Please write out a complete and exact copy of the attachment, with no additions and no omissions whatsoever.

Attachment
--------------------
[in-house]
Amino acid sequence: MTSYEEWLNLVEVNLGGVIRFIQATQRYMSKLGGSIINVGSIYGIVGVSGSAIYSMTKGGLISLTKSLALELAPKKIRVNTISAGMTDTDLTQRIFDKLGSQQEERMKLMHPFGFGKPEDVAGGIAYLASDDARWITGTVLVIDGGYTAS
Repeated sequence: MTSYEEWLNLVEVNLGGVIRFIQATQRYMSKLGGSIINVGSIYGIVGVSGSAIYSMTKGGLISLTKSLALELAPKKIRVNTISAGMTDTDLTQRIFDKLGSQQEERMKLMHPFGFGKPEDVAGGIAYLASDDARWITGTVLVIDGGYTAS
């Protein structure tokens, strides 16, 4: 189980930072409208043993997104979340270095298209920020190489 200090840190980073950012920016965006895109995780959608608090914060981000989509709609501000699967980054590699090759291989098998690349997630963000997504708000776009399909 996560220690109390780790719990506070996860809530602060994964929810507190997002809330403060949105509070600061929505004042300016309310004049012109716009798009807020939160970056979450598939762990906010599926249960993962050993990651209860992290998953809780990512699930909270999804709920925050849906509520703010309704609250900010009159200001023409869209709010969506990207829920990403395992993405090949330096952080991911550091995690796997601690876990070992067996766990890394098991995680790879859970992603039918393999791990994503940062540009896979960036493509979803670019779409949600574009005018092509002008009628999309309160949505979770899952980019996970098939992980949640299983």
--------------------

[in-house]
Amino acid sequence: MTSYEEWLNLVEVNLGGVIRFIQATQRYMSKLGGSIINVGSIYGIVGVSGSAIYSMTKGGLISLTKSLALELAPKKIRVNTISAGMTDTDLTQRIFDKLGSQQEERMKLMHPFGFGKPEDVAGGIAYLASDDARWITGTVLVIDGGYTAS
Repeated sequence: MTSYEEWLNLVEVNLGGVIRFIQATQRYMSKLGGSIINVGSIYGIVGVSGSAIYSMTKGGLISLTKSLALELAPKKIRVNTISAGMTDTDLTQRIFDKLGSQQEERMKLMHPFGFGKPEDVAGGIAYLASDDARWITGTVLVIDGGYTAS
């Protein structure tokens, strides 16, 4: 189980930072409208043993997104979340270095298209920020190489 200090840190980073950012920016965006895109995780959608608090914060981000989509709609501000699967980054590699090759291989098998690349997630963000997504708000776009399909 996560220690109390780790719990506070996860809530602060994964929810507190997002809330403060949105509070600061929505004042300016309310004049012109716009798009807020939160970056979450598939762990906010599926249960993962050993990651209860992290998953809780990512699930909270999804709920925050849906509520703010309704609250900010009159200001023409869209709010969506990207829920990403395992993405090949330096952080991911550091995690796997601690876990070992067996766990890394098991995680790879859970992603039918393999791990994503940062540009896979960036493509979803670019779409949600574009005018092509002008009628999309309160949505979770899952980019996970098939992980949640299983």